Knowing what is the leading cause of death for Americans can help prevent thousands of deaths from heart disease each year. According to the Centers for Disease Control and Prevention, heart disease kills more than 600,000 men and women annually. Heart disease is not a single condition, but a term used to describe a variety of heart conditions.
Why Is Heart Disease Fatal?
Simply put, heart disease kills by disrupting the functions of the heart. The heart pumps blood and oxygen to all body areas, and a person can't survive without a heartbeat for more than a few minutes. Each type of heart disease affects the heart in different ways, but all types affect the heart's ability to move blood throughout the body.
Coronary Heart Disease
Coronary heart disease (CHD) occurs as fatty plaque buildup narrows and hardens the blood vessels supplying the heart. Plaque buildup can become so severe that blood flow to the heart is nearly or completely blocked, causing a heart attack. Pieces of plaque may come lose, causing strokes and blood clots.
A heart attack happens when the heart's tissues die because of blocked or reduced blood flow, and the damage to the heart during a heart attack can be permanent even if a person survives the actual attack. If blood flow is not quickly restored, the heart will stop and the person dies.
Because nearly half of heart attack deaths occur before emergency medical services arrive, getting prompt medical attention is critical to surviving a heart attack. The major symptom of a heart attack is pain. Heart attack pain and discomfort is not always in the chest; it can also be in the jaw, neck, back, arms, or shoulder. Other symptoms include a dizzy or light-headed feeling and shortness of breath. Anyone who thinks that he or she may be having a heart attack should call 9-1-1 immediately.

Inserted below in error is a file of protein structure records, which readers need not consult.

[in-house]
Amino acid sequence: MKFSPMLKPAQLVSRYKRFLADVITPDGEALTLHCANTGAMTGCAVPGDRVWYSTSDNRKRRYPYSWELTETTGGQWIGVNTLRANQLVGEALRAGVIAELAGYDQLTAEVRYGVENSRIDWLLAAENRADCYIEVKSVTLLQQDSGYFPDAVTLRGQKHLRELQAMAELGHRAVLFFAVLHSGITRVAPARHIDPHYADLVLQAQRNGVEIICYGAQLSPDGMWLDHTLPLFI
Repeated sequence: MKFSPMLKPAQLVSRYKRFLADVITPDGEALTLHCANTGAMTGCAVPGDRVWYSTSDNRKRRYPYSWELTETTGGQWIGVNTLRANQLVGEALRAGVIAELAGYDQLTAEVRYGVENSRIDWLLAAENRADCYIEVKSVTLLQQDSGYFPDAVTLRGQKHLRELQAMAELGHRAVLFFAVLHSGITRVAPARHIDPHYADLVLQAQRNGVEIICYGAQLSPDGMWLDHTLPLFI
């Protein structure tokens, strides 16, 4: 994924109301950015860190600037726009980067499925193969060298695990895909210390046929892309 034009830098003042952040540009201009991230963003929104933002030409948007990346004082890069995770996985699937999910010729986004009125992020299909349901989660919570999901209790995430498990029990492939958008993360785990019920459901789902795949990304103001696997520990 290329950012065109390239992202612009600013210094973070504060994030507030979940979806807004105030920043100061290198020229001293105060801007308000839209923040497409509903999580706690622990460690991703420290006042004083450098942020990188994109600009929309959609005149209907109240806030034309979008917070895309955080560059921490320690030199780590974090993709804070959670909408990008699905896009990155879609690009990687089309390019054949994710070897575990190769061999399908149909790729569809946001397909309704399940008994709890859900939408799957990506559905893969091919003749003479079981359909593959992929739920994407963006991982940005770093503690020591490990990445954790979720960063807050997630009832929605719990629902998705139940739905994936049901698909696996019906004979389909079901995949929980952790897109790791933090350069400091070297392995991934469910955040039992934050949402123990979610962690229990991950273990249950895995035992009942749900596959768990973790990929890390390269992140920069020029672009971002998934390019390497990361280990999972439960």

Arrhythmia is the term for a heartbeat that becomes irregular or beats faster or slower than is normal. This occurs when electrical impulses to the heart are disrupted, and it causes damage to the heart. One arrhythmia, ventricular fibrillation, is fatal within minutes if the heart is not shocked back to normal by an external defibrillator. Atrial fibrillation is another type of arrhythmia, and occurs when the upper chambers of the heart beat rapidly and irregularly. This causes blood to pool and clot in the lower chambers of the heart, greatly increasing stroke risk.
Congenital Heart Disease
Congenital heart disease is a malformation of the heart's structures that manifests itself during pregnancy or at birth. The most common type of major birth defect, congenital heart disease involves holes in the walls of the heart, deformed valves, or lack of an entire chamber of the heart. Congenital heart disease can sometimes be cured with heart surgery or treated with medications after birth.
The inability of the heart to pump adequate amounts of blood through the body is called heart failure. The only effective cure for congestive heart failure is a heart transplant, although the condition can sometimes be controlled with lifelong medications. Heart failure occurs because of high blood pressure, coronary artery disease, or uncontrolled diabetes mellitus.
The major symptoms of heart failure include lower back, leg, and ankle swelling, and a general feeling of weakness and fatigue. Early treatment improves survival times for heart failure patients, so seeing a doctor promptly is important when heart failure symptoms begin.
Can Heart Disease Be Prevented?
In some cases, heart disease can be prevented or reduced by knowing and controlling risk factors. Using tobacco and drinking excessive amounts of alcohol increase the chances of developing heart disease, as do physical inactivity and obesity. A diet low in saturated fats and cholesterol is best for preventing heart disease. While an inherited predisposition can't be prevented, a healthy lifestyle can reduce the chances of developing heart disease or at least reduce the severity of its symptoms.
What Is the Leading Cause of Death for Americans?
Heart disease has been the top cause of death for Americans for many years, killing over half a million Americans each year. The increasingly sedentary American lifestyle has only increased the number of Americans afflicted with heart disease, and the numbers are growing each year. While heart disease is often fatal, reducing controllable risk factors can prevent some early deaths. Understanding what is the leading cause of death for Americans and what will prevent and reduce it can save lives.